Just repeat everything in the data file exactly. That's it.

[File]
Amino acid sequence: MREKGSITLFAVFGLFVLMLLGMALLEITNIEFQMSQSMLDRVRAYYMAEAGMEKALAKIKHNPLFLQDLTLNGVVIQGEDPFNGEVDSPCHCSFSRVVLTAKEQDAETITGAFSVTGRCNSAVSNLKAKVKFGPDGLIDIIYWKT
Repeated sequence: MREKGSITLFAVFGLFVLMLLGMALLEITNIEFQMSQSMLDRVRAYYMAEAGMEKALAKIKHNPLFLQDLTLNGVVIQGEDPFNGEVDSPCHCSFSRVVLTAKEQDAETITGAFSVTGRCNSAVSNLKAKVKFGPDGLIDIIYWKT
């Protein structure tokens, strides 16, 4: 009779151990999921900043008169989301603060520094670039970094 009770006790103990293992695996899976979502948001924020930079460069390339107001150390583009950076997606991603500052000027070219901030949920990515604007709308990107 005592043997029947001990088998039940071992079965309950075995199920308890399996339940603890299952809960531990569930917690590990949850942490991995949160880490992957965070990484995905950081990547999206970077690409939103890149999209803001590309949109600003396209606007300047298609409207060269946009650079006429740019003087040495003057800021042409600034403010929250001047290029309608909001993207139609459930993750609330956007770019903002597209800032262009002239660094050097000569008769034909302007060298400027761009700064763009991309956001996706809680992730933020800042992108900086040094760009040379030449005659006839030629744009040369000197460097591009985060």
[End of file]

Amino acid sequence: MREKGSITLFAVFGLFVLMLLGMALLEITNIEFQMSQSMLDRVRAYYMAEAGMEKALAKIKHNPLFLQDLTLNGVVIQGEDPFNGEVDSPCHCSFSRVVLTAKEQDAETITGAFSVTGRCNSAVSNLKAKVKFGPDGLIDIIYWKT
Repeated sequence: MREKGSITLFAVFGLFVLMLLGMALLEITNIEFQMSQSMLDRVRAYYMAEAGMEKALAKIKHNPLFLQDLTLNGVVIQGEDPFNGEVDSPCHCSFSRVVLTAKEQDAETITGAFSVTGRCNSAVSNLKAKVKFGPDGLIDIIYWKT
């Protein structure tokens, strides 16, 4: 009779151990999921900043008169989301603060520094670039970094 009770006790103990293992695996899976979502948001924020930079460069390339107001150390583009950076997606991603500052000027070219901030949920990515604007709308990107 005592043997029947001990088998039940071992079965309950075995199920308890399996339940603890299952809960531990569930917690590990949850942490991995949160880490992957965070990484995905950081990547999206970077690409939103890149999209803001590309949109600003396209606007300047298609409207060269946009650079006429740019003087040495003057800021042409600034403010929250001047290029309608909001993207139609459930993750609330956007770019903002597209800032262009002239660094050097000569008769034909302007060298400027761009700064763009991309956001996706809680992730933020800042992108900086040094760009040379030449005659006839030629744009040369000197460097591009985060």